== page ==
Project Management

Achievements - Stress = Contentment

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Recently I wrote an article about creating a sustained lifestyle. In the article I introduced a concept which contrasts achievement (doing something meaningful that accomplishes a desired result which gives you joy) and stress (the degree of mental, physical, or emotional strain undertaken to achieve a desired result). In the model I define four different lifestyles driven by achievements and stress, as follows:

  • A frustration lifestyle is the result of high stress accompanied by low achievement. Think burning the midnight oil on projects that get cancelled last-minute or never used.
  • A boredom lifestyle is the result of low stress accompanied by low achievement. Think getting up every morning with nothing to do.
  • A burnout lifestyle is the result of high stress accompanied by high achievement. Think successive strategic projects with demanding customers, a dysfunctional team, and irrational management.
  • A sustained lifestyle is the result of low stress accompanied by high achievement. Think volunteering for a cause you’re passionate about on your work terms.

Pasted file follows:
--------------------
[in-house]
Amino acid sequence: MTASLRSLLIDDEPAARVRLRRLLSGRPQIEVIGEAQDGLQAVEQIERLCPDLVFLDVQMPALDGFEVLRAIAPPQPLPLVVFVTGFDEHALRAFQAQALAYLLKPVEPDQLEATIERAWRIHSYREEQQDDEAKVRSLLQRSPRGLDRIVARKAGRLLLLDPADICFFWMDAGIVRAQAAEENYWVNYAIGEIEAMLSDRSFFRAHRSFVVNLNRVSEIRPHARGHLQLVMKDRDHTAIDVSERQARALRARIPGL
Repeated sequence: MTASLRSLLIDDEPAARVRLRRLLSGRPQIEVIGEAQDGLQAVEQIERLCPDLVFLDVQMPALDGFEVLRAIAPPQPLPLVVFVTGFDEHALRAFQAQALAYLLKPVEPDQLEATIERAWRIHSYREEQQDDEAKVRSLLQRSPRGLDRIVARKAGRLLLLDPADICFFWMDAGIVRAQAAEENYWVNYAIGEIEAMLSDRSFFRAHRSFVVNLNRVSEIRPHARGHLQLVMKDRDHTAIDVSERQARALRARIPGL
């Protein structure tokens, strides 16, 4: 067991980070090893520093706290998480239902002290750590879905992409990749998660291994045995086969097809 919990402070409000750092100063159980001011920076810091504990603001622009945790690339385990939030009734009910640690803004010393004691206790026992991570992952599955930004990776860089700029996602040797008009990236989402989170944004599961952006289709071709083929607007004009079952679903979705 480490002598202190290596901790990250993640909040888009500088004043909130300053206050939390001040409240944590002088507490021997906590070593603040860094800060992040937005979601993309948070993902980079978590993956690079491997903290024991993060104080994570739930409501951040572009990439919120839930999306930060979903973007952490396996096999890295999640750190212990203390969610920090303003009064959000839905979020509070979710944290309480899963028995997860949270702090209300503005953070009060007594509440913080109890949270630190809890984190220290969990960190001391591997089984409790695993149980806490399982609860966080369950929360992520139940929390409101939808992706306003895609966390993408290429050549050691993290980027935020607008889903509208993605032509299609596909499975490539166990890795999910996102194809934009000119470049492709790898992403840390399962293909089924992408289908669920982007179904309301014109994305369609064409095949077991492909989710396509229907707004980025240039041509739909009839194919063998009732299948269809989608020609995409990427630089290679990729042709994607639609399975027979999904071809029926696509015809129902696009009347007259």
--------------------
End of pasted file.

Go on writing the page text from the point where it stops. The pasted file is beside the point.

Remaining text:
As I’ve thought more about the achievement/stress concept, it’s occurred to me that the push-pull of achievements and stress apply to more than a person’s career or vocation. It can apply to elements such as family relationships, health, and finances. You can have high achievement/low stress in your career, but if you have low achievement/high stress in another area of your life, your overall contentment level is adversely impacted. It’s not enough to manage achievement and stress only in your career or vocation; it needs to be managed in other areas of your life as well. Given so, I adapted the good-enough contentment model I created for my Behind Gold Doors-Nine Crucial Elements to Achieve Good-Enough Contentment book to include achievement and stress as driving factors. I tested the model on myself (I ate my own dogfood as we like to say at Microsoft) and was surprised at the clarity I found in defining what good-enough contentment means to me. So, here’s the revised model, explained step-by-step:

  • In the good-enough contentment model, there are nine crucial life elements that holistically reflect a person’s life, as follows: